Obama's national security 'team of rivals'
His choice of Gates, Clinton, and Jones reflects his goal of building a bipartisan cabinet.
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“[Gates] would likely offer a pragmatic view and a balanced approach to demands on people, the budget, and operational priorities,” says Mr. Fallon.
In picking Jones, who is respected both in military circles and on Capitol Hill, Obama is trying to show he is his own man.
Jones was a top military officer in the early years of the Bush administration and, as a member of the Joint Chiefs in 2002, a voice of caution in the run-up to the Iraq war.
In Bush’s second term, he was asked to join the State Department but declined, though he did serve as a special envoy to the Middle East. The general is considered a “warrior-diplomat.”
Jones broke Pentagon tradition by leaving the Marine Corps’ top job to become head of US European Command and of NATO in Europe instead of retiring. There, he led the effort to redefine the alliance by pushing it to take over the Afghanistan mission. In the years since, he has said the administration took its “eye off the ball” in Afghanistan.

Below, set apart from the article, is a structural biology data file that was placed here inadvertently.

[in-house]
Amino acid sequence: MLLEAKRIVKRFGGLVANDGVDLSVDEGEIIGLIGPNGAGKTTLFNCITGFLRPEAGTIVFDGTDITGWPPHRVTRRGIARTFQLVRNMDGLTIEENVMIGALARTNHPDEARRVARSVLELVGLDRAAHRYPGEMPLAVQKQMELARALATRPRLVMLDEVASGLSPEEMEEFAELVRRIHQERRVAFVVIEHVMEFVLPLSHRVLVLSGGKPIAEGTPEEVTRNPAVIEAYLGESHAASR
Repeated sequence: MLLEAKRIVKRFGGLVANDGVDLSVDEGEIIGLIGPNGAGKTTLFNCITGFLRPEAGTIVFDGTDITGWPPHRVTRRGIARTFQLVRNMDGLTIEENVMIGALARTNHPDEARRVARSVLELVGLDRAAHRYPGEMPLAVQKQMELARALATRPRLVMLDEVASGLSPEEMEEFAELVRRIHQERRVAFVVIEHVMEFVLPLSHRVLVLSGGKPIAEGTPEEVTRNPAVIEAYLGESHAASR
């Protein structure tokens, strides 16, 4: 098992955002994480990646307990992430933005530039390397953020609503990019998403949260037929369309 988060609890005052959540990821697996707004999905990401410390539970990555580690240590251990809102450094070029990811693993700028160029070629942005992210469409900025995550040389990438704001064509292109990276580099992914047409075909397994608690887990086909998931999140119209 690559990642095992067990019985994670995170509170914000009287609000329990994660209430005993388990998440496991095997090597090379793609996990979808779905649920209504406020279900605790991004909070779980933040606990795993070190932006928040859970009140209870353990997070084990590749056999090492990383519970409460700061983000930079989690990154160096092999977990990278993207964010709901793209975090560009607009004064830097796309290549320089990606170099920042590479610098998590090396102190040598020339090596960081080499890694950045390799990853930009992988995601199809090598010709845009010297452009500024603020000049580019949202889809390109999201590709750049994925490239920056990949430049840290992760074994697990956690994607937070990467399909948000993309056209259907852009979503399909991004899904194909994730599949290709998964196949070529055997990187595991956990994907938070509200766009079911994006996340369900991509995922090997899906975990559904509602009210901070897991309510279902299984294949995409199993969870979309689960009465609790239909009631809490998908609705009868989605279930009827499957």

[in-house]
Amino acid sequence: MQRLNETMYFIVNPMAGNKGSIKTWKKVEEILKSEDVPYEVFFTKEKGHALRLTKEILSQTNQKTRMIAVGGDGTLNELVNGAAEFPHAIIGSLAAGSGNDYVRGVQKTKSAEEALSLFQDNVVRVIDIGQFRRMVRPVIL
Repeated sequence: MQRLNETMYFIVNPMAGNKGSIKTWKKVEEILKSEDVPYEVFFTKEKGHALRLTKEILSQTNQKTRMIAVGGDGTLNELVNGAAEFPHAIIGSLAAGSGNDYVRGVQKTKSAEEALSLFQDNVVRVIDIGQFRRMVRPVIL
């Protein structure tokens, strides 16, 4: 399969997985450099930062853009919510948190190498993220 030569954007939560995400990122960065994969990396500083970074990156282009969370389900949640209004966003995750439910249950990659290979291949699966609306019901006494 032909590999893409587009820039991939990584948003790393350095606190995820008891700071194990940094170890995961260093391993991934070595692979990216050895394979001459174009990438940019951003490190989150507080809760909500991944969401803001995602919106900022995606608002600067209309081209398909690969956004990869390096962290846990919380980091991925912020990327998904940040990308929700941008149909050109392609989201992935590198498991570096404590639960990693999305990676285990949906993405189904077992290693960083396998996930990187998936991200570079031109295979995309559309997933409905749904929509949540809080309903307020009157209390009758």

He is known to follow his own political instincts but also pay heed to the advice of trusted aides. “He is very effective at managing a large staff and instilling loyalty and being able to seamlessly work issues across multiple stakeholders in a diplomatic fashion,” says a former aide.
Gates is expected to serve in the Obama Cabinet for just up to a year, but he probably won’t have the luxury of delaying decisions on key weapons programs such as the Army’s high-tech future combat system or the Air Force’s expensive F-22 stealth fighter.
Gates will also have to address the long-term strains on the force as a result of five years of war in Iraq. Piracy along the East African coast may also require his attention.
But Obama on Monday said he believed the team he has assembled can address these challenges, perhaps precisely because of the variety of perspectives its members provide.
“There is no monopoly of power or wisdom in either party,” he said.